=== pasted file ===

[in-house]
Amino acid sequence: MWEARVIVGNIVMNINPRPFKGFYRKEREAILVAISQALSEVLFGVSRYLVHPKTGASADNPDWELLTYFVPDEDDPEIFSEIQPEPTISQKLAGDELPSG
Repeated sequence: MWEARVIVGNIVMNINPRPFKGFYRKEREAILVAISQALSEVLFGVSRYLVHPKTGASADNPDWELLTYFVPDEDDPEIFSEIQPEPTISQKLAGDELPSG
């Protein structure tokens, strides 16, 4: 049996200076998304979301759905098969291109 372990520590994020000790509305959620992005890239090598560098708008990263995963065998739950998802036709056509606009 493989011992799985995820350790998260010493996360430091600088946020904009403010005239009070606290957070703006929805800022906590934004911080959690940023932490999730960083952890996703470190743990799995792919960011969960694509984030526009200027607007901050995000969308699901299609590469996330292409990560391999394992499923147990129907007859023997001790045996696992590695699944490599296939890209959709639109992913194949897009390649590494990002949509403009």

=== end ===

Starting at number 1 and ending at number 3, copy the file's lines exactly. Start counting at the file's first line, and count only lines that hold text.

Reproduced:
[in-house]
Amino acid sequence: MWEARVIVGNIVMNINPRPFKGFYRKEREAILVAISQALSEVLFGVSRYLVHPKTGASADNPDWELLTYFVPDEDDPEIFSEIQPEPTISQKLAGDELPSG
Repeated sequence: MWEARVIVGNIVMNINPRPFKGFYRKEREAILVAISQALSEVLFGVSRYLVHPKTGASADNPDWELLTYFVPDEDDPEIFSEIQPEPTISQKLAGDELPSG